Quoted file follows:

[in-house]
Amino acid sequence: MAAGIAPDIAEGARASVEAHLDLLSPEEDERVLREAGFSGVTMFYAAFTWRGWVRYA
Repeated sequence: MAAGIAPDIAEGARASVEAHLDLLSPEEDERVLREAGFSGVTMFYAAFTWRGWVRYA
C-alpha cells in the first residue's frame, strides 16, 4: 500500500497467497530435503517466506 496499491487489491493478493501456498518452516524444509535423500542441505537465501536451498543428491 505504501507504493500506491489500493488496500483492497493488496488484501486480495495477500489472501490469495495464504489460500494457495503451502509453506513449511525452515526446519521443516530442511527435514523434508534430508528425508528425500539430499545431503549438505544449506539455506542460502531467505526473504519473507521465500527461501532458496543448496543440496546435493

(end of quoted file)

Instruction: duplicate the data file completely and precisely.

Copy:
[in-house]
Amino acid sequence: MAAGIAPDIAEGARASVEAHLDLLSPEEDERVLREAGFSGVTMFYAAFTWRGWVRYA
Repeated sequence: MAAGIAPDIAEGARASVEAHLDLLSPEEDERVLREAGFSGVTMFYAAFTWRGWVRYA
C-alpha cells in the first residue's frame, strides 16, 4: 500500500497467497530435503517466506 496499491487489491493478493501456498518452516524444509535423500542441505537465501536451498543428491 505504501507504493500506491489500493488496500483492497493488496488484501486480495495477500489472501490469495495464504489460500494457495503451502509453506513449511525452515526446519521443516530442511527435514523434508534430508528425508528425500539430499545431503549438505544449506539455506542460502531467505526473504519473507521465500527461501532458496543448496543440496546435493